It might not be currently recognized as psychosis, but it is an issue and one society needs to deal with soon.

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Response to Hoyt (Reply #57)

Tue Dec 18, 2012, 01:24 PM

58. You're telling me I have an unrecognized psychosis

So deeply buried that almost every psychological test in current use can't detect?

Seriously?

I thought you were actually being reasonable for a moment.

I bought my AR-10(T) because it was the best deer-hunting rifle I could get for the price at the time. It's totally incapable of "mowing down children" or "spray firing from the hip" - it's 40 inches long and weighs fifteen pounds. Literally impossible to hit a man-sized target at 25 yards while shooting offhand, between the massive target barrel and relatively heavy recoil of the full-power .308 round. Designed from the start as a precision marksmanship rifle, to be fired off some sort of a rest using a scope. Doesn't even come with iron sights. I can fire it no more rapidly than my later-purchased bolt-action .300 Magnum, while (I've tried this) loading the .300 from a pile of rounds on the bench - I can blow off a thousand at that rate. And the .300 is damn near twice as powerful. I'd be perfectly happy if the AR had wood-laminate furniture, it would keep people from shrieking so loudly.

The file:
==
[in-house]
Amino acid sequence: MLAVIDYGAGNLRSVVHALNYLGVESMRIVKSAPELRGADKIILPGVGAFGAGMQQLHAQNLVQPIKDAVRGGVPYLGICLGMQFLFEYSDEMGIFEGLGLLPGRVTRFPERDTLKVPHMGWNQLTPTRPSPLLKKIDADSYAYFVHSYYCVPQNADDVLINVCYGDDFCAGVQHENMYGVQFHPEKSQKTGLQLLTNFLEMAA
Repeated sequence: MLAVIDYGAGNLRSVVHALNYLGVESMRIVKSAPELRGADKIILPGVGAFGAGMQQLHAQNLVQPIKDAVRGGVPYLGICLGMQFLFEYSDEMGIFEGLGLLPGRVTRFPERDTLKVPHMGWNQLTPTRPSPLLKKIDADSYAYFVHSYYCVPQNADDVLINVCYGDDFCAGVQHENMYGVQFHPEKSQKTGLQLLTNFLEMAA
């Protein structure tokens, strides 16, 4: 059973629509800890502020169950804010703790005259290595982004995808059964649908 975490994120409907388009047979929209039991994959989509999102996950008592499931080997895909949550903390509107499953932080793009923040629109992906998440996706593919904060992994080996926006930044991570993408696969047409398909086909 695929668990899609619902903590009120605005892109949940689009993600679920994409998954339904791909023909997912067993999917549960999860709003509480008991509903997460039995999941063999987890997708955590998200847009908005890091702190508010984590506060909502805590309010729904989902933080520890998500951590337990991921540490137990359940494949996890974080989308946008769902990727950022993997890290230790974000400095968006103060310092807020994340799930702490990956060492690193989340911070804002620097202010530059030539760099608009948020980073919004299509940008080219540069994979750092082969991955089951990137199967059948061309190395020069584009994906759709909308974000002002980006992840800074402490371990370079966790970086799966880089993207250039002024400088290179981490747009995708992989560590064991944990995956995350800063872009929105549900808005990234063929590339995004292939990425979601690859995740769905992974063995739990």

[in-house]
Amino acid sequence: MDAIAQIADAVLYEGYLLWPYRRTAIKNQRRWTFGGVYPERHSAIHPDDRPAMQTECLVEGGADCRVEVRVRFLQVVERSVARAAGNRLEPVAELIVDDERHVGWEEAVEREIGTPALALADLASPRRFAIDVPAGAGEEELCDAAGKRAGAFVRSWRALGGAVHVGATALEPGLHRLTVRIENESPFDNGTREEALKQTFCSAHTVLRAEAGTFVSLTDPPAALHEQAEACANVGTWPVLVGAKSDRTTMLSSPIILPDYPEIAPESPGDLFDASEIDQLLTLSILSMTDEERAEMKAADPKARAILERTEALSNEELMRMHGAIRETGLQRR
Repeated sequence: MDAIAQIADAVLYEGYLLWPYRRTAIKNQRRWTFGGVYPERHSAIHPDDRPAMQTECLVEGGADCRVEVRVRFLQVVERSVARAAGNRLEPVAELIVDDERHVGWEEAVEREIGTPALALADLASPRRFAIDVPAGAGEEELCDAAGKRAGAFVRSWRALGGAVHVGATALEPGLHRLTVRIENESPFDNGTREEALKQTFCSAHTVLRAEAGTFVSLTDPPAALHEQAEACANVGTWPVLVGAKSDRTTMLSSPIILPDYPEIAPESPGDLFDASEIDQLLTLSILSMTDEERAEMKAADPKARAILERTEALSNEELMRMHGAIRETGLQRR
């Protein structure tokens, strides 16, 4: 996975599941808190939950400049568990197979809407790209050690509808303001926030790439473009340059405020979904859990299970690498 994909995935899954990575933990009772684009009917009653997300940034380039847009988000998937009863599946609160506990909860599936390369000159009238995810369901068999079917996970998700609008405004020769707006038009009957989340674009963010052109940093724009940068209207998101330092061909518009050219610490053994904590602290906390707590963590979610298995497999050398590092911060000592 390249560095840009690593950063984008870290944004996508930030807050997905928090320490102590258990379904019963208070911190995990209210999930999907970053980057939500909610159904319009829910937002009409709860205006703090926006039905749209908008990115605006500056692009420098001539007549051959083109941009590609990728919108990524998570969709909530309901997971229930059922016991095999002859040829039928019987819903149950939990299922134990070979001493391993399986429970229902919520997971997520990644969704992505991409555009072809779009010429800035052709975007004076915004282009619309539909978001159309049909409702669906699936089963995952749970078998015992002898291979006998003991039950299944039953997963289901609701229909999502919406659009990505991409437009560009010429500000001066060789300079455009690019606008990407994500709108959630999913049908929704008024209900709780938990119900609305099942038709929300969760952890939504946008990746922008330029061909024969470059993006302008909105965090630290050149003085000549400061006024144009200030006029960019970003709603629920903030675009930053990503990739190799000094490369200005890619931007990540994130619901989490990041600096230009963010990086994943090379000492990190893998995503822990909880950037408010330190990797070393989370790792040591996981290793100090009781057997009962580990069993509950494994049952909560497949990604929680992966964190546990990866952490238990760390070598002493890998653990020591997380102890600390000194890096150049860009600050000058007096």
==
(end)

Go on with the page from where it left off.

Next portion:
I'd be fine with a limited magazine size, even a mechanically fastened one ("bullet button" style, a la California). When I hunt I'm legally barred from more than 5, and at the range I never fire more than nine or ten shots in a string. Rattling off a magazine of 20 is going to do nothing more than overheat the thing, I'd rather not spend hundreds on a new barrel.

Anyway, if I were out to rack up a kill count, I'd use a 12-gauge pump-action shotgun. Deadliest CQB weapon ever.

ETA - here's my bolt-action (not mine actually, but the same model outfitted the same). It's BLACK! With a SCOPE! AND BIPOD! Am I also secretly a delusional psychotic sniper-wannabe?

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Response to sir pball (Original post)

Tue Dec 18, 2012, 01:50 AM

29. You would have to hire another 100,000 BATF clerks or investigators , what ever you want to call

 

them , Right now they are back logged 6 months.

Also there is no more investigation done on a class 3 or AOW transfer than a CCW permit

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Response to sir pball (Original post)